I recently moved and set up my server anew.
I still have a VPS gateway sitting in front of the actual laptop. (That will be important later.)
Earlier this year, I shifted from running everything on the same host to running different services in their own VMs. I had been using Debian Testing (future 12/bookworm), but with this setup, I wanted to switch to Stable (11/bullseye).
Unfortunately, the version of libvirt in Debian 11 does not seem to work with an nftables-based NAT running on the host, which is how I had been routing incoming traffic to the VMs. I tried to use iptables instead, and I was unable to get it working.
Eventually, I thought of a solution: Since incoming traffic came through a VPN (or Tor, etc.) anyway, I could set up the VPN to run in a VM and use nftables in that VM (rather than the host where nftables would interfere with libvirt) to route incoming traffic to the destination VM.
Similarly, Tor is running in its own VM and forwarding ports to the appropriate VM IPs, rather than localhost. I haven't set up I2P and Lokinet again yet, but I intend to set them up the same way.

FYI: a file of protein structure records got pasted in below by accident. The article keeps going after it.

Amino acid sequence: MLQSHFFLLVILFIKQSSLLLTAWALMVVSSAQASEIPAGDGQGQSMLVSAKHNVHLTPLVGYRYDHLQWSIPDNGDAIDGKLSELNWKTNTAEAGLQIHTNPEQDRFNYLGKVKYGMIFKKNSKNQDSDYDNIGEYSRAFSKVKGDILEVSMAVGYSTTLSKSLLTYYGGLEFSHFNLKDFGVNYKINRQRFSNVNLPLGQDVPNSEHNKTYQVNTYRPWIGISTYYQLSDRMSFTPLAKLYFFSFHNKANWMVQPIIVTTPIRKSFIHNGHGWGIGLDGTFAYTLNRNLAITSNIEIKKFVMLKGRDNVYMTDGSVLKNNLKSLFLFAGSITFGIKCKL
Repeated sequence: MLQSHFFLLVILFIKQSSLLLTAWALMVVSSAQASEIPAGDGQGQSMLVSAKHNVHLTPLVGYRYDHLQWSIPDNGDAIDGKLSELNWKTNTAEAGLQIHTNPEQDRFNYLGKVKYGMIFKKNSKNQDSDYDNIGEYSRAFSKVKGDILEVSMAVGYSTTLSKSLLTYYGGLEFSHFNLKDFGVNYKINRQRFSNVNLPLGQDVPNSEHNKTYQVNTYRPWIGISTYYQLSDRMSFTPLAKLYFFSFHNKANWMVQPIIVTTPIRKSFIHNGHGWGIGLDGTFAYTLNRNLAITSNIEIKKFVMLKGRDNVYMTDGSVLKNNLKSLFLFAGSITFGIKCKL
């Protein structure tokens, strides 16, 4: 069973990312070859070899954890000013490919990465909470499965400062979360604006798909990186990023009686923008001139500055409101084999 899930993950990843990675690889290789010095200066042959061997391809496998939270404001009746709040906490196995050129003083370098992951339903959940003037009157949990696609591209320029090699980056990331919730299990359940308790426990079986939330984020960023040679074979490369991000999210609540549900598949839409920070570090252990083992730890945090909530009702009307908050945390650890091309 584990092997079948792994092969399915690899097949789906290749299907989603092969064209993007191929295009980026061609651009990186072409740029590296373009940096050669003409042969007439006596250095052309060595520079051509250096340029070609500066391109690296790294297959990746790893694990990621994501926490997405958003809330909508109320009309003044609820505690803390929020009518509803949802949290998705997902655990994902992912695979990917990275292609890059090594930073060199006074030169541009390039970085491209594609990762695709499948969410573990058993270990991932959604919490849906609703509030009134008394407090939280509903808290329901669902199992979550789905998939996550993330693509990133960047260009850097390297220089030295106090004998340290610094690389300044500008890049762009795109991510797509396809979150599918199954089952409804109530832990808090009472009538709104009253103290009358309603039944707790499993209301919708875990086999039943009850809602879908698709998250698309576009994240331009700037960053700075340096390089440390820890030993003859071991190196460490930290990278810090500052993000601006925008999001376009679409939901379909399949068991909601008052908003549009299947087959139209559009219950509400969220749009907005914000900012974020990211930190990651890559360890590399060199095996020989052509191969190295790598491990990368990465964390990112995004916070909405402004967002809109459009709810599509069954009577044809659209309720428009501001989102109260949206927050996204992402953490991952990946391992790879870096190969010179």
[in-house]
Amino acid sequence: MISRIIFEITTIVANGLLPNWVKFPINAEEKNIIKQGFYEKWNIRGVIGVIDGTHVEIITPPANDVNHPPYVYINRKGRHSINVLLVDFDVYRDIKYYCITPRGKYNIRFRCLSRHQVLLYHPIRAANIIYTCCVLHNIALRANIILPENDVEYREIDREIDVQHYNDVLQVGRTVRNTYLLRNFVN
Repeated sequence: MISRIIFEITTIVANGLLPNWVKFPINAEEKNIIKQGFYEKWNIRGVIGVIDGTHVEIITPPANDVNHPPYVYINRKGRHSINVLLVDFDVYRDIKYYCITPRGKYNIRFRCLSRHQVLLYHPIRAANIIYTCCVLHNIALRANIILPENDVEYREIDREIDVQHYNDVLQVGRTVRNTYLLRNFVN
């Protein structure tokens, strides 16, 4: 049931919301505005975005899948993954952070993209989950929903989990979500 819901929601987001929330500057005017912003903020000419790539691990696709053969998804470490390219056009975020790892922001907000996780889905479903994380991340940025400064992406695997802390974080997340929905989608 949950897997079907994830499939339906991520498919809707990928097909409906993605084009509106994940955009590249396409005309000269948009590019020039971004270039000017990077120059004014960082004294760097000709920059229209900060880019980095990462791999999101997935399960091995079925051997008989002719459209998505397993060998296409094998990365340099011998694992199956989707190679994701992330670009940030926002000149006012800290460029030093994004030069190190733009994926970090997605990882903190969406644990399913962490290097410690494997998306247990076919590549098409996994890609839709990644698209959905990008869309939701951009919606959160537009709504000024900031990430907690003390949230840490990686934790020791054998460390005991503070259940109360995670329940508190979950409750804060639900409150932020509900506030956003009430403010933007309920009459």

(These work because they're actually establishing outgoing connections, which can then be used to receive requests.)
The biggest issue with this setup is that there are no instructions on the host to forward incoming traffic to VMs. This means that I can't connect over LAN, and if I end up again with an internet plan that supports hosting a server, I won't have an easy way to port forward from the router. (I might have to see if I can set up a WireGuard VPN on the router to forward to the VPN VM.)
If you visit this site via the clearnet, here's what the chain should look like: You → [any proxies or whatever you're using] → VPS gateway → VPN VM → HTTP VM
If you're connecting to the onion site, it should look something like this: You → [any additional proxies or whatever you're using] → 6 Tor nodes → Tor VM → HTTP VM